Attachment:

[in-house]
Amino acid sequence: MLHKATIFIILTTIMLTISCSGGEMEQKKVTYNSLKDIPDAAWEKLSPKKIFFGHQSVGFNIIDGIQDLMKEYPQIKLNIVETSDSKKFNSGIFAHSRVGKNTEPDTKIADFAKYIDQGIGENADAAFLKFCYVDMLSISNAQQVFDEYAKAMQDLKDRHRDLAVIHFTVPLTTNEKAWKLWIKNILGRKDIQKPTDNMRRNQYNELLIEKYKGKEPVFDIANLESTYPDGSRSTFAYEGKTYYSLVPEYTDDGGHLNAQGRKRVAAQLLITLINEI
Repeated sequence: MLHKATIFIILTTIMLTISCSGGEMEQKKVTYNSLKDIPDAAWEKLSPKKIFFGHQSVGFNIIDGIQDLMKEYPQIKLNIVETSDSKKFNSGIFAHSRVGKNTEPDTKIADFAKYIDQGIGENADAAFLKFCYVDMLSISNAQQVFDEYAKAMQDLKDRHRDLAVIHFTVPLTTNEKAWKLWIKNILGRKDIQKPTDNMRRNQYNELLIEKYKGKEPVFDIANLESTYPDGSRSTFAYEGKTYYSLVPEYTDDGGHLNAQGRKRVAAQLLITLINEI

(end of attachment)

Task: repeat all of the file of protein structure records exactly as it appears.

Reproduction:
[in-house]
Amino acid sequence: MLHKATIFIILTTIMLTISCSGGEMEQKKVTYNSLKDIPDAAWEKLSPKKIFFGHQSVGFNIIDGIQDLMKEYPQIKLNIVETSDSKKFNSGIFAHSRVGKNTEPDTKIADFAKYIDQGIGENADAAFLKFCYVDMLSISNAQQVFDEYAKAMQDLKDRHRDLAVIHFTVPLTTNEKAWKLWIKNILGRKDIQKPTDNMRRNQYNELLIEKYKGKEPVFDIANLESTYPDGSRSTFAYEGKTYYSLVPEYTDDGGHLNAQGRKRVAAQLLITLINEI
Repeated sequence: MLHKATIFIILTTIMLTISCSGGEMEQKKVTYNSLKDIPDAAWEKLSPKKIFFGHQSVGFNIIDGIQDLMKEYPQIKLNIVETSDSKKFNSGIFAHSRVGKNTEPDTKIADFAKYIDQGIGENADAAFLKFCYVDMLSISNAQQVFDEYAKAMQDLKDRHRDLAVIHFTVPLTTNEKAWKLWIKNILGRKDIQKPTDNMRRNQYNELLIEKYKGKEPVFDIANLESTYPDGSRSTFAYEGKTYYSLVPEYTDDGGHLNAQGRKRVAAQLLITLINEI